Former shaolin monk Sing goes on a quest to spread the ways of Shaolin kung fu to the world in the 2001 Hong Kong film Shaolin Soccer. When Sing crosses paths with the game of soccer, what ensues is high flying action and laughs in this mix martial arts and comedy in this flick directed and starring Hong Kong director Stephen Chow.
The ways of soccer and kung fu cross each other when the down on his luck Sing(played by Stephen Chow) meets soccer coach Fung. Him being a man who once was a famed soccer player but suffered a career ending leg injury at the hands of rival soccer player Hung. Right from the beginning we are treated to the super natural like skills of Sing. This is achieved through very stylized and cartoon like CGI. Shaolin Soccer uses numerous slap stick comedy routines when displaying martial arts high flying action. Along with Fung the soccer coach, Sing tries to convince his former shaolin monk brothers to join him in forming a soccer team. All have seemed to move on to regular lives but decide to use their kung fu skills after having an impromptu soccer match with a local team. Each shaolin brother has their own individual skills. Such as the Mighty Iron Head who can withstand hard strikes to his head. Eventually the Shaolin soccer team rises among the ranks of the tournament they have entered to battle the simply named evil team led by the evil rival Hung. Along the way the Sing falls for the steamed bread maker Mui. A woman who uses her abilities in Tai Chi to prepare food with exact precision. These skills of her would become useful later on in the shaolin teams soccer games.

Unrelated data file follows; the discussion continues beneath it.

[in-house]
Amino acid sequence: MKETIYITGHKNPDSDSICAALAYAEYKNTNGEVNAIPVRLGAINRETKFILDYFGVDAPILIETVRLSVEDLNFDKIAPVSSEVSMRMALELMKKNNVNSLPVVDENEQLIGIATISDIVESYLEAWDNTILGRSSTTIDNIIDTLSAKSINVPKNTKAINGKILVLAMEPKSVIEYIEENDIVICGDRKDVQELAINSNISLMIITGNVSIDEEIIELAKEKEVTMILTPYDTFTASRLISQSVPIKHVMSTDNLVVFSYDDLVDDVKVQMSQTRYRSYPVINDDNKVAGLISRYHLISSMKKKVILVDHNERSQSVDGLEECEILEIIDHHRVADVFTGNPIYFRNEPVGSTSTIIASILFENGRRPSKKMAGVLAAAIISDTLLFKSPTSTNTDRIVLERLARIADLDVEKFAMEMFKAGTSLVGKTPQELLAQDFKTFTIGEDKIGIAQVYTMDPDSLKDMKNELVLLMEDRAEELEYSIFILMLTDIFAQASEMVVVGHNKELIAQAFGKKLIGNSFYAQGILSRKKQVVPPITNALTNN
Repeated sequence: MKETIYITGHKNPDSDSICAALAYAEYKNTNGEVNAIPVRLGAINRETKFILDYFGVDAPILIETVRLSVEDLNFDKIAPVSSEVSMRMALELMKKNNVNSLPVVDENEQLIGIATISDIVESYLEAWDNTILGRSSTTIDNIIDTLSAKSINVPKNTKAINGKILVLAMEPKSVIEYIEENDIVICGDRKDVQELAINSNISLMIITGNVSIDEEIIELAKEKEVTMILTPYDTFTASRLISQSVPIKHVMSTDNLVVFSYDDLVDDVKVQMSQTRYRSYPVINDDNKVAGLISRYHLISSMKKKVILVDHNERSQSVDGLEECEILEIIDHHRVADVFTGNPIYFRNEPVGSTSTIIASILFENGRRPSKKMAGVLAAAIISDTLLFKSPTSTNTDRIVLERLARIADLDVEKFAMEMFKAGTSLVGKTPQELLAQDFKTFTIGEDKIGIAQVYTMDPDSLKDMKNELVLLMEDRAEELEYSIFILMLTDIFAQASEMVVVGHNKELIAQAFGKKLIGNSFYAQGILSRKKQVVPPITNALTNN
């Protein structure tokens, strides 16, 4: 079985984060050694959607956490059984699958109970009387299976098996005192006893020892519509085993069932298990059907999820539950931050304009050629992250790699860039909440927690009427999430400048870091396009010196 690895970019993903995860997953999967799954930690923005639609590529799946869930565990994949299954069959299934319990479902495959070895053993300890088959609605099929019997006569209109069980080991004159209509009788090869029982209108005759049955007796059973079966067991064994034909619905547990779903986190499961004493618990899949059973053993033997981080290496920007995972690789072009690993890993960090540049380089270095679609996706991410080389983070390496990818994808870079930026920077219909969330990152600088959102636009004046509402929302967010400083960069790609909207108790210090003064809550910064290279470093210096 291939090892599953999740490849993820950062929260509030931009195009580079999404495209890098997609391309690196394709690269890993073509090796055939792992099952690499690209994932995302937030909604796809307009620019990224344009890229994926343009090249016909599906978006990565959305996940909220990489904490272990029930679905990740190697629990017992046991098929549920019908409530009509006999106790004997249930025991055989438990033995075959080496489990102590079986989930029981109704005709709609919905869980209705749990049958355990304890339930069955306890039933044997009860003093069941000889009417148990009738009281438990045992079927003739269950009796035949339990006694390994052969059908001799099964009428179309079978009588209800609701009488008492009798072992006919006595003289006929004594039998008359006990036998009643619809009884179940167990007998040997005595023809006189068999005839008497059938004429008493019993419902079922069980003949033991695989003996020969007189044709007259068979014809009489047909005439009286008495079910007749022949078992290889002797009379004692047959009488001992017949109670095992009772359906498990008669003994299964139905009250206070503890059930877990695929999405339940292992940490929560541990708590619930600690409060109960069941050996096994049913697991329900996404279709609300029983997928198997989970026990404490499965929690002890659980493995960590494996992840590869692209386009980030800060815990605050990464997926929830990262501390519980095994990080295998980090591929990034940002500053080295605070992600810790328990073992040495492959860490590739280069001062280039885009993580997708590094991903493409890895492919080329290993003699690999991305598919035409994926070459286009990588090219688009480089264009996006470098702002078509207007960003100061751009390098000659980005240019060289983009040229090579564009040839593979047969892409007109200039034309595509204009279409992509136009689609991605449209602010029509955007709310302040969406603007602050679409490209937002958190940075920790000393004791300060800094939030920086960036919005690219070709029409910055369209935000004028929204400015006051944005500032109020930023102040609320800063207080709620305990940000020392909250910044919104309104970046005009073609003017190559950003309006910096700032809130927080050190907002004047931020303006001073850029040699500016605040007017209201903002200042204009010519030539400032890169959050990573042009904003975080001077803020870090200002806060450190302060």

In every aspect Shaolin Soccer is comical fun. The laughs are nonstop and constant throughout this movie. Sing’s actions seem to always include exaggerated emotions, like singing loudly in public when he praises Mui’s bread making. The setting and characters themselves are simplistic and humorous in nature. The good guys are dedicated to their and the bad guys are up to no good. The leader of the evil soccer team himself acts like a cheesy super villain. This battle of good versus evil includes many fast and sometimes fiery soccer balls, along with some earth shattering force. The aerial combat occurring throughout the soccer games played include some magnificent wide shots that do well deserved justice to the martial arts action.
Though it has simple characters, it in no way hinders the film from making us feel the characters’ emotions. We are made to feel sympathy for the down trodden Shaolin brothers in the beginning as they struggle with their unfulfilling lives. Such as Sixth little brother, who has become over weight and is nick named “lazy pig” at the supermarket he works at. Likewise, we cheer them on as they make their rise through the soccer ranks and the grand, epic match in the finale. Overall I would definitely call
Shaolin Soccer a feel good movie.
This film is one that is funny from start to finish. I think it can be appreciated by even those who may not regularly watch Hong Kong films, or for that matter watch soccer. This is a great movie to give laughs to anybody manages to catch a glimpse.